Designed as a regulatory system governing the way beer was made, the Reinheitsgebot puts many of our favourite modern beer styles under suspicion. However, it also puts some of the brews we beer geeks often scoff at on the law’s hit list. I have to admit I have yet to sample Coors Light Iced T, nor Bud Light Lime Mojito, although I have checked out Bud Light Lime (I was not impressed; let’s leave it at that). Much as I applaud the giants of the beer world for taking heed of the advice given to them by beer geeks to add more flavour to their frosty cold ones, it seems clear they did not learn the lesson in the way we were hoping.
Unlike most of my fellow beer writers, I hate to pick on the big breweries. I’m an equal opportunity beer drinker, and I’ll just as readily heft a glass of Guinness as I will a Black Oak Pale Ale (but if given the choice, I’d heft that pint with Ken Woods any day of the week and twice on Sunday; sorry, Guinness people, I’m sure you’re swell, but Ken’s a riot). It’s rare I meet a beer I don’t like, but once in awhile, the big breweries make me want to facepalm with a flaming oven mitt.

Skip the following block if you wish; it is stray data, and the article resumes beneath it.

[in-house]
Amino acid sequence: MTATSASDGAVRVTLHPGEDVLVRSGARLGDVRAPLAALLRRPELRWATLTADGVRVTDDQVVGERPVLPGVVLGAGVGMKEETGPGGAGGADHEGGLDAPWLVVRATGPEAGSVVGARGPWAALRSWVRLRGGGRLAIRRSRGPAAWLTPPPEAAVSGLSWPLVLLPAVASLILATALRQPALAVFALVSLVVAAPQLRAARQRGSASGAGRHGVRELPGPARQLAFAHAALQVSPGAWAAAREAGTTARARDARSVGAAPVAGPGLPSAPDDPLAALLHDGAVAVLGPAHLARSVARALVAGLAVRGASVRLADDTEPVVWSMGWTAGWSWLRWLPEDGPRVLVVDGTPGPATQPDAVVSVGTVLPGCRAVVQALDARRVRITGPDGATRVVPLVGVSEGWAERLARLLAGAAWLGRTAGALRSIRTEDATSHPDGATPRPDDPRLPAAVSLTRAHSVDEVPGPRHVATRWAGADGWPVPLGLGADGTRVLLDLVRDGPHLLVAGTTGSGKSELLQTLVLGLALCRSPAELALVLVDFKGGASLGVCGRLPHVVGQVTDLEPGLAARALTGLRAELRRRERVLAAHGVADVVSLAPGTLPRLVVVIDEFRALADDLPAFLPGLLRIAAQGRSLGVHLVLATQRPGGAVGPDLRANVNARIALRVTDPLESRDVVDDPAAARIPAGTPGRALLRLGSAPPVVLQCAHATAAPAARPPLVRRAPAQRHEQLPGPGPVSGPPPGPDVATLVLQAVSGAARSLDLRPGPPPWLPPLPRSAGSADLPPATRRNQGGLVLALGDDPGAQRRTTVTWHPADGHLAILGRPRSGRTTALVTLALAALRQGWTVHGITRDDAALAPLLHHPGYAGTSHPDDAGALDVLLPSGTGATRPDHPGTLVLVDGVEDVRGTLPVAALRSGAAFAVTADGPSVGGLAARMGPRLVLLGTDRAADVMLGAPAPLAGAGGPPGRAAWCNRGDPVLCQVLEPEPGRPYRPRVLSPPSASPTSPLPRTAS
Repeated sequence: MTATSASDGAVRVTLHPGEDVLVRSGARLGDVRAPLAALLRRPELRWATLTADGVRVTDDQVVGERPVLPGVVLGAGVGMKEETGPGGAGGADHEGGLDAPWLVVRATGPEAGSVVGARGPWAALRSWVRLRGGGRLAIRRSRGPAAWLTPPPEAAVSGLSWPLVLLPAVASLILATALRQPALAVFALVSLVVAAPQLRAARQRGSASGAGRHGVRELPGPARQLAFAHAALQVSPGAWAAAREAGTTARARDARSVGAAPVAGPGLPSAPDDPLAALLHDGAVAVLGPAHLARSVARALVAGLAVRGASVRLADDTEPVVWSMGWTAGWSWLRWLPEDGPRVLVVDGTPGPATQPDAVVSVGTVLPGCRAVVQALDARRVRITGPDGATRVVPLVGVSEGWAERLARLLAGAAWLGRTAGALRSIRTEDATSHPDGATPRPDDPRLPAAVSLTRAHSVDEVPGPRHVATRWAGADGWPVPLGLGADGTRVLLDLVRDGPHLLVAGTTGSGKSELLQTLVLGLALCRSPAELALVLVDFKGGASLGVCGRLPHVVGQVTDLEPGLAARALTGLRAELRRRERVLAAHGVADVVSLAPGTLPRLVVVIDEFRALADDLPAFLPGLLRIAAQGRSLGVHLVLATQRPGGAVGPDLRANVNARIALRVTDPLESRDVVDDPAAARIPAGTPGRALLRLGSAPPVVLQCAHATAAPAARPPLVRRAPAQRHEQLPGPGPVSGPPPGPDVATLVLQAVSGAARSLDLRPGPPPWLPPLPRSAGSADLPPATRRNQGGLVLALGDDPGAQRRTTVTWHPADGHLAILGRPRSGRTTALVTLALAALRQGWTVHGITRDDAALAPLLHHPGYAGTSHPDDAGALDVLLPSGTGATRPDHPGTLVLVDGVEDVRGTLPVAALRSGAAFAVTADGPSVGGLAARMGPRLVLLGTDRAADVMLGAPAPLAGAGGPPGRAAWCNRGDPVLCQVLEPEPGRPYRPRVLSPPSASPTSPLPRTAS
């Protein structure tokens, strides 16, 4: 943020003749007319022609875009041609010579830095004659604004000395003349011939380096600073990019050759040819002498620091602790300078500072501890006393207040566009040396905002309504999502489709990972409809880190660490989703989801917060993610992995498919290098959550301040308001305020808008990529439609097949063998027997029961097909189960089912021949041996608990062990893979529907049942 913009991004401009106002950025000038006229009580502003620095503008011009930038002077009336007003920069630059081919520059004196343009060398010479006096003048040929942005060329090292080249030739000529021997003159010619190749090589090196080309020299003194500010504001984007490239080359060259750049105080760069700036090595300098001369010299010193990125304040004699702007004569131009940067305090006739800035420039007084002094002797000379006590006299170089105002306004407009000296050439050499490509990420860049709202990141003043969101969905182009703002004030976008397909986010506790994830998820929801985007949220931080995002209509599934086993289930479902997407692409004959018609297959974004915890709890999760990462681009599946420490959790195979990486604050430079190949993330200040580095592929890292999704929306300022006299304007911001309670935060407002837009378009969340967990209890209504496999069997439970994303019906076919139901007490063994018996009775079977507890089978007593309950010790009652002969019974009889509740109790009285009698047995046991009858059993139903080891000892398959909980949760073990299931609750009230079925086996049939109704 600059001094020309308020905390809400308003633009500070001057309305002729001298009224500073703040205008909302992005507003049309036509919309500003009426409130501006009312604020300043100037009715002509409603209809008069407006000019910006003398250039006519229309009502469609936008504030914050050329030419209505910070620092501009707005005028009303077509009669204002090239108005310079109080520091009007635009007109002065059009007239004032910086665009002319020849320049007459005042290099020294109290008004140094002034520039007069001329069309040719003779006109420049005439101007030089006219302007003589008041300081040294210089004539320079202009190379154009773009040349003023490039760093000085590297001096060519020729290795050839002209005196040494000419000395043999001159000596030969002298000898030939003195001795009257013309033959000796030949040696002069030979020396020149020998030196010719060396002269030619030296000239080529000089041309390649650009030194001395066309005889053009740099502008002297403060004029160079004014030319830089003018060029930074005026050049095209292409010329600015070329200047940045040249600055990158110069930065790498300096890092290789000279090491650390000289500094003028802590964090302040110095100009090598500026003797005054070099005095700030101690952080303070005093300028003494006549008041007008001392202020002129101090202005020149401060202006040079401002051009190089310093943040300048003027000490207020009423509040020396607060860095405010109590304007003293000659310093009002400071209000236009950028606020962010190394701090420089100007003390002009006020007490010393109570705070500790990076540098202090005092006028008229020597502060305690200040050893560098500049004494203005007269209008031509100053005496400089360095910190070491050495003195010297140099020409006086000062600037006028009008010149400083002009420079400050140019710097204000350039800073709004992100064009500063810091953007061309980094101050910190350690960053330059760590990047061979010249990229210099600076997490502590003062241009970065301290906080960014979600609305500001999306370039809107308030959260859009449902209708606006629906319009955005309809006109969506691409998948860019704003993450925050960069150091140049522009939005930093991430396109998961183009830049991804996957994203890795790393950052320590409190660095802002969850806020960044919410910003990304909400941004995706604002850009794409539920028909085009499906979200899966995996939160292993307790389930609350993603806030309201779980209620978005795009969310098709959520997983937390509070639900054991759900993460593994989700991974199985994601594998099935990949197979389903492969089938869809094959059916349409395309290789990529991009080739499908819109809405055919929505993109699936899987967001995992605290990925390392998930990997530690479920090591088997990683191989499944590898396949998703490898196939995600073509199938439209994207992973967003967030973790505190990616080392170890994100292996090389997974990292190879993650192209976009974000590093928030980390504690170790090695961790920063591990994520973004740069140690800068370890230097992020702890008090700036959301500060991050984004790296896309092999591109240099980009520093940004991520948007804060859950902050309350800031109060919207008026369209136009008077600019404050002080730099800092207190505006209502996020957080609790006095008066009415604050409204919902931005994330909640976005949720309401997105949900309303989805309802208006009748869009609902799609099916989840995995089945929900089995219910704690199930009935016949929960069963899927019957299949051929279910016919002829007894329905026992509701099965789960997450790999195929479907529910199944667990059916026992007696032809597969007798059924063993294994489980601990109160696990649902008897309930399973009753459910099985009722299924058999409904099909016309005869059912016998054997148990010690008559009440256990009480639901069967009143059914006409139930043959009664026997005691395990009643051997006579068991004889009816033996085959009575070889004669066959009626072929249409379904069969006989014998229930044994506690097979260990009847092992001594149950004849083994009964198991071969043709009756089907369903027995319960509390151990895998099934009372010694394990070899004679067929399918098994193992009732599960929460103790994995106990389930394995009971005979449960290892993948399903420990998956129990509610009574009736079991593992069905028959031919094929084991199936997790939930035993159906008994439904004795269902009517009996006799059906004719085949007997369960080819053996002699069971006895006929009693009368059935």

The recent launch of Bud Light Lime Mojito from Anheuser-Busch Inbev is a good example. If you’ve been a Beer In Canada reader for awhile, you may remember one of my first columns tackled lime beers. I clearly come out on the side of “oh, hells no!”
I can understand where these lime beers came from and will also cede the point that many fine beers are flavoured with a fruit (the best use fresh fruit, not extract, though), but the flavours of “iced tea” and “mojito” strike me as putting a strain on the definition of “beer.” Even they are made with barley and hops (in addition to the corn or rice likely used as cheap adjuncts), are these beers really … well, beer?